Supreme Court Summaries
Opinion filed July 6, 2012
People v. Hackett, 2012 IL 111781
Appellate citation: 406 Ill. App. 3d 209.
JUSTICE KARMEIER delivered the judgment of the court, with opinion.
Chief Justice Kilbride and Justices Freeman, Thomas, Garman, Burke, and Theis concurred in the judgment and opinion.
This decision arises from the State's appeal from the granting of a motion to suppress evidence in a Will County DUI case. No trial has yet occurred.
Based on events which occurred in the summer of 2008 in Joliet, Dennis Hackett was charged with aggravated driving under the influence of alcohol and aggravated driving while license revoked. He filed a motion to suppress evidence, claiming that the evidence gathered after an "improper stop" by a county deputy constituted the fruit of an illegal search. The officer, Hackett claimed, lacked probable cause to make the traffic stop, which was purportedly based on improper lane usage. The circuit court granted the motion to suppress evidence, finding that defendant's "momentary crossings" of a highway lane line did not provide "reasonable grounds" for a traffic stop. The State appealed. The appellate court, stating that it "acknowledge[d] that Hackett was drunk" and that "the confirmation of his inebriation was the basis for his motion to suppress," nevertheless agreed with the suppression. The State appealed again.
Hackett was seen traveling north on a divided highway whose two northbound lanes were marked by a line. The arresting officer testified that he first saw defendant driving in the right-hand lane and then saw him move to the left. Subsequently, he saw defendant move over slightly to the right so as to be partially in the right-hand lane on two separate occasions before turning left onto another street just prior to his arrest. The arresting deputy observed no practicable reason why Hackett could not have driven within his own lane, such as potholes or obstructions. Hackett, who admitted he had been drinking, offered no affirmative testimony to the contrary, merely speculating that potholes might possibly have accounted for his lane deviation. No one was endangered in the course of these events.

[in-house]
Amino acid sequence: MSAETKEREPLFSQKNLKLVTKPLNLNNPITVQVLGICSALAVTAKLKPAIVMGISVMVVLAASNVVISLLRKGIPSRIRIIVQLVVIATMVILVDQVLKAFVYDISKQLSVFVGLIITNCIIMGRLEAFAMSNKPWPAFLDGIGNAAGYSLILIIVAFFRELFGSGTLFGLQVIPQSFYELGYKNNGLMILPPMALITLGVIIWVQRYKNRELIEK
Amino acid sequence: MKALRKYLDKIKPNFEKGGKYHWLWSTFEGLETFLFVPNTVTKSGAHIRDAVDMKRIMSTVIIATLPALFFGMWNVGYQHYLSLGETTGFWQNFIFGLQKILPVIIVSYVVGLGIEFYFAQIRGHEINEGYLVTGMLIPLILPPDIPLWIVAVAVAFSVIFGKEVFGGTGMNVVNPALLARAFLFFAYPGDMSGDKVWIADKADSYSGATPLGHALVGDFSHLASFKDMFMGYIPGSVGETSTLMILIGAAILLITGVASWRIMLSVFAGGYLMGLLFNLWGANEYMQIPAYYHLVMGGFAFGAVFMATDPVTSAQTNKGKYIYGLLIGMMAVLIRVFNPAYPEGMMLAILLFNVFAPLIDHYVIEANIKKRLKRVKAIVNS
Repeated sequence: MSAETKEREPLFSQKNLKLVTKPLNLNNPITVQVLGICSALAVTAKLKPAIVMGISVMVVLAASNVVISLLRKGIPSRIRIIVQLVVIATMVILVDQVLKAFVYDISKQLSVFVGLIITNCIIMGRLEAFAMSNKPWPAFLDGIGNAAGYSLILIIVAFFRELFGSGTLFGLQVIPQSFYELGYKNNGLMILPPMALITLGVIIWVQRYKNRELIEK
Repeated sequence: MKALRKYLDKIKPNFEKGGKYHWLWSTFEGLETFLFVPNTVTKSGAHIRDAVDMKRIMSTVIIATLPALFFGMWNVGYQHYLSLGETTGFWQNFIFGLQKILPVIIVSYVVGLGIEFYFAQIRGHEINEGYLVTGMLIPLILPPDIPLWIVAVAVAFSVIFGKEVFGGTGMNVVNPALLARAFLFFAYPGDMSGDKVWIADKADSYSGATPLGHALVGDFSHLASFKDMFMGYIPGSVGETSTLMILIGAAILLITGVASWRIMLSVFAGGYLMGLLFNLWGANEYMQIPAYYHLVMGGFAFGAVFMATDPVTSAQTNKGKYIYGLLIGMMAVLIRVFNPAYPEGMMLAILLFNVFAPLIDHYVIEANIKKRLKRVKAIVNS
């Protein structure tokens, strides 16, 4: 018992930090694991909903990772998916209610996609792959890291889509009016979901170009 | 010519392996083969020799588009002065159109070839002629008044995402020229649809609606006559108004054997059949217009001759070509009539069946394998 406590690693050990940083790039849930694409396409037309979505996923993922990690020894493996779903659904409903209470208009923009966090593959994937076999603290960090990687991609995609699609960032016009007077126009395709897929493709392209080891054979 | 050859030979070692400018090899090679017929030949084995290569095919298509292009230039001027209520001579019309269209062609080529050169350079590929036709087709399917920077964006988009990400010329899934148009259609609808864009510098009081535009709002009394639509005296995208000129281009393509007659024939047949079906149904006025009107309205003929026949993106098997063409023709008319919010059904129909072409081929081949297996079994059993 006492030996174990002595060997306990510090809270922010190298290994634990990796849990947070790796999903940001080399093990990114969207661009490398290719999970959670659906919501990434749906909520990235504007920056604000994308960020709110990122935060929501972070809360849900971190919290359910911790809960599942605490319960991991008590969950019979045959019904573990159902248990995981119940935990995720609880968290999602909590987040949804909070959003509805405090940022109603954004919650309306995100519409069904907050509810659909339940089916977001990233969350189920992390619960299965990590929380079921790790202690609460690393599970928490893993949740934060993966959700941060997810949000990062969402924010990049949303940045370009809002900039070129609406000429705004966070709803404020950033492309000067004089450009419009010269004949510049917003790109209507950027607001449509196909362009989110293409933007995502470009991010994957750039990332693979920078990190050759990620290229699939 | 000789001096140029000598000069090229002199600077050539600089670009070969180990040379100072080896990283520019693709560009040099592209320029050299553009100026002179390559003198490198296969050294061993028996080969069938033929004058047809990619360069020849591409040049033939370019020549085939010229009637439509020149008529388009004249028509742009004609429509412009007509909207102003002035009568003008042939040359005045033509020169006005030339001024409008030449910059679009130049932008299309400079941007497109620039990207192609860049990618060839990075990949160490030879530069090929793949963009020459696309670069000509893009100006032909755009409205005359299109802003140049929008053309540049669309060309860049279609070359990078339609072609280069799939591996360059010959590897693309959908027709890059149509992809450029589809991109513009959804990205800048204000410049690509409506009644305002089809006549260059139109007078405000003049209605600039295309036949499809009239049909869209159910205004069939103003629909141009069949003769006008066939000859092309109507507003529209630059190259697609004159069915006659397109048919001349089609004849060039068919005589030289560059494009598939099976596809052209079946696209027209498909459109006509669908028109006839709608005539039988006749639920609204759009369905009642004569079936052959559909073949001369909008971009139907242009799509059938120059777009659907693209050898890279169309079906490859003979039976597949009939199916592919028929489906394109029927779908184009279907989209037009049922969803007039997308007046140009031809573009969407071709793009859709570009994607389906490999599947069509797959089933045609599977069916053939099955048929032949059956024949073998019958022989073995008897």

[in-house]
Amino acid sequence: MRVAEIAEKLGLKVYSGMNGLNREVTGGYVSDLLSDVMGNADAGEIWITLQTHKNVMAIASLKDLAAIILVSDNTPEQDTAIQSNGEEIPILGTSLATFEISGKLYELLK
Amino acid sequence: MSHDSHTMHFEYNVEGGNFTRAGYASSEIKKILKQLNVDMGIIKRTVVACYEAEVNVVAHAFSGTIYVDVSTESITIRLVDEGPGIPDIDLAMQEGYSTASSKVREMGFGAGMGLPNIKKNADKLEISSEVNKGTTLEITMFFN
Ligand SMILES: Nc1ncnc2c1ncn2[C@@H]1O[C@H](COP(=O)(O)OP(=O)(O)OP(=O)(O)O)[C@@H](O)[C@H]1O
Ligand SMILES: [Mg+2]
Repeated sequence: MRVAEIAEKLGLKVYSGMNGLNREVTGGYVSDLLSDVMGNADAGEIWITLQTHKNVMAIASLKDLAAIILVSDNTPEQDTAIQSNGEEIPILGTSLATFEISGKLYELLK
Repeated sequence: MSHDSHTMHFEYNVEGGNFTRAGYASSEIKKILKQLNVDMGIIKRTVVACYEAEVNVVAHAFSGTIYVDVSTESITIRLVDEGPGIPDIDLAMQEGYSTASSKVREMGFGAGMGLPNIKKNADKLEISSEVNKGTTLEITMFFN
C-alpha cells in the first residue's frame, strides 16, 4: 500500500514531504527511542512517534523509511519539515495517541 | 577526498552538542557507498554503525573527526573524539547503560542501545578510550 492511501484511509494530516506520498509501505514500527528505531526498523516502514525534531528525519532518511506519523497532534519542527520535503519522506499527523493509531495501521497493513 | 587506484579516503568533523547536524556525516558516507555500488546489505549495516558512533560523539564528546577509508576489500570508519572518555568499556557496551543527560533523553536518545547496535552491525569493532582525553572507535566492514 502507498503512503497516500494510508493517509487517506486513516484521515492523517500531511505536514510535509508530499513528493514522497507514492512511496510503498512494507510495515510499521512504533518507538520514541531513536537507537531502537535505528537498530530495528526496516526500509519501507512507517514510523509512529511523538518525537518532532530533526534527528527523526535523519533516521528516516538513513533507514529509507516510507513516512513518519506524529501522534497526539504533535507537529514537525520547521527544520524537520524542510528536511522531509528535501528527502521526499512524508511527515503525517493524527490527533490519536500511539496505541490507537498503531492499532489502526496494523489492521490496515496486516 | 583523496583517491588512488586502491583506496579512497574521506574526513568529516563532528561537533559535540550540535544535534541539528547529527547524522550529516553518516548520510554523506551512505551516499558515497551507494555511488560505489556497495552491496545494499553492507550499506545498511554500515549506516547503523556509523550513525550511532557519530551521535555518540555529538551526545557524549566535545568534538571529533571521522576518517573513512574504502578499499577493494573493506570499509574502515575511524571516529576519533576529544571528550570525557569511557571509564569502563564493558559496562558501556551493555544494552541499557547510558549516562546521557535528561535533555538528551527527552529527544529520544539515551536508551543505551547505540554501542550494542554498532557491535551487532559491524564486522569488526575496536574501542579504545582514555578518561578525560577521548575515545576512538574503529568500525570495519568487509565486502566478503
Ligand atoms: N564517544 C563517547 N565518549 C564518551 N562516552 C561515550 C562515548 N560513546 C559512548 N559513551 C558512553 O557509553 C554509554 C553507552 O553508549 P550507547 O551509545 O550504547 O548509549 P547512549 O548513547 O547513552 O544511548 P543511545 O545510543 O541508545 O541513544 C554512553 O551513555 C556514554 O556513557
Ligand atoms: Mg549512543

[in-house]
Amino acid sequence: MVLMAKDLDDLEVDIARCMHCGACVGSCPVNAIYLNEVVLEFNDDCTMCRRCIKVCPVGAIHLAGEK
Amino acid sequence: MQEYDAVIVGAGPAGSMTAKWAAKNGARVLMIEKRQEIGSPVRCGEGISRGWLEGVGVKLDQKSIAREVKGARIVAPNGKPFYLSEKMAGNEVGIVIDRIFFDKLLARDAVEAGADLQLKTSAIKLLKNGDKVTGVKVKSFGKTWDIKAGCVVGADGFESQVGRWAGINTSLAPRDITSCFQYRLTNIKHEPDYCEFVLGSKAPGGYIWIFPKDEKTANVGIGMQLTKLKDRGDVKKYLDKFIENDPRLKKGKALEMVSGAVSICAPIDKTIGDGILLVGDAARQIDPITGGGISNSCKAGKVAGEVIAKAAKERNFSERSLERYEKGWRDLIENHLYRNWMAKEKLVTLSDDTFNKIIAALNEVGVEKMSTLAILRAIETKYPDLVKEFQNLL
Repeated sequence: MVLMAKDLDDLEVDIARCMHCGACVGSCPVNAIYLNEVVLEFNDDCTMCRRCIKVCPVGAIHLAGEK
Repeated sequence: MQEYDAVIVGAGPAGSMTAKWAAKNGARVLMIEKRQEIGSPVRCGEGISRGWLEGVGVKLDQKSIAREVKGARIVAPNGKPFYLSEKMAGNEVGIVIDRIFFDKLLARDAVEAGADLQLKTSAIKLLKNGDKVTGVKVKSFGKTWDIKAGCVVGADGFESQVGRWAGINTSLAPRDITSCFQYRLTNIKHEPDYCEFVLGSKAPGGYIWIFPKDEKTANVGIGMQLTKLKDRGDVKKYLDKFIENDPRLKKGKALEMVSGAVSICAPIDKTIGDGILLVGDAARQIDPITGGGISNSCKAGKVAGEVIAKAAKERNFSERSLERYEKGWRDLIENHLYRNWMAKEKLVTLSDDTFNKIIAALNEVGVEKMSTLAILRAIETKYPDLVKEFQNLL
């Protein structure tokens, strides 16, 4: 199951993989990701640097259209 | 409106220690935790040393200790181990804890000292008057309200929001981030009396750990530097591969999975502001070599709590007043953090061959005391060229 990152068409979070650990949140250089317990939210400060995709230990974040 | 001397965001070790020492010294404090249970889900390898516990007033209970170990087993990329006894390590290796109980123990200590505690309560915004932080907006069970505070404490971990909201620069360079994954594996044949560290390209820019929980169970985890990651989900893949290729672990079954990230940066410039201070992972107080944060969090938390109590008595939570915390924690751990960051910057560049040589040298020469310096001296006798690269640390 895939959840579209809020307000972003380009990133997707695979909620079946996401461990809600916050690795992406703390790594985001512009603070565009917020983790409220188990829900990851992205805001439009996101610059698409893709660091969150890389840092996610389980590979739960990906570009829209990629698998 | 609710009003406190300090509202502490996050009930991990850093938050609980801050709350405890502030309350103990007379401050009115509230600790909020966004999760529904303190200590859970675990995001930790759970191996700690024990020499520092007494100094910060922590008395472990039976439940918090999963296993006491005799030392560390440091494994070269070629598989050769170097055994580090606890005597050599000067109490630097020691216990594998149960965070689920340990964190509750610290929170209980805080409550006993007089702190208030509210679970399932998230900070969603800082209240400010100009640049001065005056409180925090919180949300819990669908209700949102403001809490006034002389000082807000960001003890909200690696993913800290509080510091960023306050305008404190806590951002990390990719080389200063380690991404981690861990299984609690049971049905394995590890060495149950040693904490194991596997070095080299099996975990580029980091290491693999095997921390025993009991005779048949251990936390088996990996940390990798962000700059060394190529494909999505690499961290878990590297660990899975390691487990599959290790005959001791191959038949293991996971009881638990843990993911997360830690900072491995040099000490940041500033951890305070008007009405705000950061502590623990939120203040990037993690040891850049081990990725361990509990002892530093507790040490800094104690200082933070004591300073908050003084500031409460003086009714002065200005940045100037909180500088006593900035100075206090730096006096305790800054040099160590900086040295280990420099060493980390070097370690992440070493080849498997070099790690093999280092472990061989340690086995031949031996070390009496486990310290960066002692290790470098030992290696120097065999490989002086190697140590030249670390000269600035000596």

The supreme court reversed the appellate court and held that the motion to suppress should not have been granted. A traffic stop may be justified on something less than probable cause, and the less exacting standard of "reasonable, articulable suspicion" justifying an investigative stop will suffice for purposes of the fourth amendment. That standard was met here.
In People v. Smith, 172 Ill. 2d 289 (1996), the supreme court held that a motorist is engaged in improper lane usage when he "crosses over a lane line and is not driving as nearly as practicable within one lane." The supreme court held here that its 1996 decision in Smith was misinterpreted by the appellate court in this case when it ruled that a motorist must drive "for some reasonably appreciable distance in more than one lane of traffic" for there to be a statutory lane violation. The appellate court erred when it attached a distance requirement because the distance a motorist travels is not a dispositive factor. The supreme court stood by its Smith ruling and held that where, as here, an officer observed multiple lane deviations for no obvious reason, an investigatory stop was proper. Because the circuit court's suppression order had been improper, the cause was remanded there for further proceedings.